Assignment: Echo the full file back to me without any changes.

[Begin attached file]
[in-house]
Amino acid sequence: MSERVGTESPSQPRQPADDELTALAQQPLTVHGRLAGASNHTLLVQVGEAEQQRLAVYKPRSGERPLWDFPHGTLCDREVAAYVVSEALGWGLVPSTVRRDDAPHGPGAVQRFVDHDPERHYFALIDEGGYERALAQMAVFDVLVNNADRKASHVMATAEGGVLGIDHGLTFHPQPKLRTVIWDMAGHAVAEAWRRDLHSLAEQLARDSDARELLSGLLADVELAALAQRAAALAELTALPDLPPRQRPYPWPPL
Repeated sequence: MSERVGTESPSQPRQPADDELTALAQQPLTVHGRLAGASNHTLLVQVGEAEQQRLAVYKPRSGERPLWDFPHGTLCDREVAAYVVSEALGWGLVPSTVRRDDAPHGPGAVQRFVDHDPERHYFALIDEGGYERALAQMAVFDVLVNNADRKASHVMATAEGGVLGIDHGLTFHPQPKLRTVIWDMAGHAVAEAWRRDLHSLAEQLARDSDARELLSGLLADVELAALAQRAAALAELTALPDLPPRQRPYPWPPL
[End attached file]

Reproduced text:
[in-house]
Amino acid sequence: MSERVGTESPSQPRQPADDELTALAQQPLTVHGRLAGASNHTLLVQVGEAEQQRLAVYKPRSGERPLWDFPHGTLCDREVAAYVVSEALGWGLVPSTVRRDDAPHGPGAVQRFVDHDPERHYFALIDEGGYERALAQMAVFDVLVNNADRKASHVMATAEGGVLGIDHGLTFHPQPKLRTVIWDMAGHAVAEAWRRDLHSLAEQLARDSDARELLSGLLADVELAALAQRAAALAELTALPDLPPRQRPYPWPPL
Repeated sequence: MSERVGTESPSQPRQPADDELTALAQQPLTVHGRLAGASNHTLLVQVGEAEQQRLAVYKPRSGERPLWDFPHGTLCDREVAAYVVSEALGWGLVPSTVRRDDAPHGPGAVQRFVDHDPERHYFALIDEGGYERALAQMAVFDVLVNNADRKASHVMATAEGGVLGIDHGLTFHPQPKLRTVIWDMAGHAVAEAWRRDLHSLAEQLARDSDARELLSGLLADVELAALAQRAAALAELTALPDLPPRQRPYPWPPL